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Yemen: the first-hand account of Save the Children humanitarian worker:  “a heart-rending, apocalyptic scenario”  

Three years since the outbreak of the civil war between pro-government forces backed by the Saudi Arabia-led coalition, and the Shiite Houthi rebels, Maria Rita Ceccaroni, humanitarian worker for Save the children, told SIR what she saw in Yemen. Today the conflict is among the world’s most serious humanitarian emergencies, with 22 million people in need of assistance amidst the utter indifference of mainstream media outlets and international public opinion

Foto: Mohammed Awadh per Save the Children

 

“The most heart-rending episodes involved undernourished children devastated by cholera.” Maria Rita Ceccaroni, humanitarian worker for Save the children, can’t remove those tragic scenes from her eyes and her heart. She spent six months in Yemen and came back a short while ago. “Moisturizing minerals and high protein food would be enough to save them – she said– but in this devastating war it’s extremely difficult to deliver humanitarian aids, especially to remote areas.” Three years since the outbreak of the conflict between pro-government forces backed by the Saudi Arabia-led coalition, and the Shiite Houthi rebels, the situation is “apocalyptic”, Ceccaroni said. “In some cases it’s horrendous”: a man made tragedy that is even more dramatic owing to the utter lack of concern on the part of mainstream media outlets and international public opinion. Moreoever, some Western countries have a great share of responsibility, Italy included, in the sale of weapons. In fact – as documented by several organizations – bombs produced in the Rwm Italy Ltd. factory in Domusnovas, Sardinia (owned by a German industrial group) continue being shipped to Saudi Arabia.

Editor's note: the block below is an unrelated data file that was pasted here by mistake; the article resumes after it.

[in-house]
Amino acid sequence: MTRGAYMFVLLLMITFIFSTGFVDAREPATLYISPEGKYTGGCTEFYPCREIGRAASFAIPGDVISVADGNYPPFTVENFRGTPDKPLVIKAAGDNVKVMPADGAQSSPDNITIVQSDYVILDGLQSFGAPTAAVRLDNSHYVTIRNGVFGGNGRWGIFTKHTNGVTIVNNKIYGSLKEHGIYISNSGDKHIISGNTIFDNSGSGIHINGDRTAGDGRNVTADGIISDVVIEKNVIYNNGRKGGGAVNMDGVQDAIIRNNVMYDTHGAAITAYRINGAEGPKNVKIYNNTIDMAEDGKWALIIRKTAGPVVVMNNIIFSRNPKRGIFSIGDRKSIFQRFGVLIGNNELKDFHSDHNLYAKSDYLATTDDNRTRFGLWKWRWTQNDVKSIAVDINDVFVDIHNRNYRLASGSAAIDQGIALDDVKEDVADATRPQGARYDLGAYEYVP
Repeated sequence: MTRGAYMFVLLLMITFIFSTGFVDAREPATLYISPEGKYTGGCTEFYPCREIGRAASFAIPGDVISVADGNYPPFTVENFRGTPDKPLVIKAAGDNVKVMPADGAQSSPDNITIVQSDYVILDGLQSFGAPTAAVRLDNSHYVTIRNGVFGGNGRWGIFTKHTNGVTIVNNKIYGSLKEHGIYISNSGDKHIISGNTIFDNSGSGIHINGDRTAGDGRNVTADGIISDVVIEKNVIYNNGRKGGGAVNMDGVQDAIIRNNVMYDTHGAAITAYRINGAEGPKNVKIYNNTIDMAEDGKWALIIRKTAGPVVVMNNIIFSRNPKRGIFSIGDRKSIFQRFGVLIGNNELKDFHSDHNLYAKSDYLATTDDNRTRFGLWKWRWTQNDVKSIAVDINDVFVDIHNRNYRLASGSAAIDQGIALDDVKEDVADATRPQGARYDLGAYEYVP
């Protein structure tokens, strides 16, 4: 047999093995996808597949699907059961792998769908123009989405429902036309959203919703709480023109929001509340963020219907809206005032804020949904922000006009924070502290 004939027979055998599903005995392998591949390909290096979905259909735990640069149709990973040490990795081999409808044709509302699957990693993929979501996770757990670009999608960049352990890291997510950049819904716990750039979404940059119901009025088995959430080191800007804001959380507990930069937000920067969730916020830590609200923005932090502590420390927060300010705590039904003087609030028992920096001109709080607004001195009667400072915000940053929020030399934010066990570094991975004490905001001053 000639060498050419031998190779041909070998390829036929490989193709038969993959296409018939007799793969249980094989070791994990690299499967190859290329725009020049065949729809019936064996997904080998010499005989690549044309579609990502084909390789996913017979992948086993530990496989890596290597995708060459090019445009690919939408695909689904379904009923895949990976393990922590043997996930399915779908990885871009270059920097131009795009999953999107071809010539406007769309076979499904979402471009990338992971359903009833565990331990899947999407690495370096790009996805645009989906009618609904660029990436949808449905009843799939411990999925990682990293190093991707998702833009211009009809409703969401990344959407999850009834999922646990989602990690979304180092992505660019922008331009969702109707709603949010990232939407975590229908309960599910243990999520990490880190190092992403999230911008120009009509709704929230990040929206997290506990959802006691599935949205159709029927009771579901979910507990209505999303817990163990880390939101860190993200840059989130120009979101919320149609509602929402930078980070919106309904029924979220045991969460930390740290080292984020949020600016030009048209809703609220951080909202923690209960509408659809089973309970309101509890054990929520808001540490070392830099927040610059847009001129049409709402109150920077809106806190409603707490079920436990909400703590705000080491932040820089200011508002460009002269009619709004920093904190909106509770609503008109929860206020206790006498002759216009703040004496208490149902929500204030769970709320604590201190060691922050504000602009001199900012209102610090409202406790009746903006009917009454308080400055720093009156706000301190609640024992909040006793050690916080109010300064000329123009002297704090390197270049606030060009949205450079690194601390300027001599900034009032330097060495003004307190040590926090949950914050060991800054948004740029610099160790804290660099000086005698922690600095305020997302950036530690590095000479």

These terrible figures should arouse indignation. It’s absurd that the figures, released by international organizations on a regular basis, fail to arouse a wave of indignation at global level: data published in February 2018 at the Office of the High Commissioner for Human Rights of the United Nations indicate at least 5,974 civilians killed (including thousands of children) and another 9,493 injured.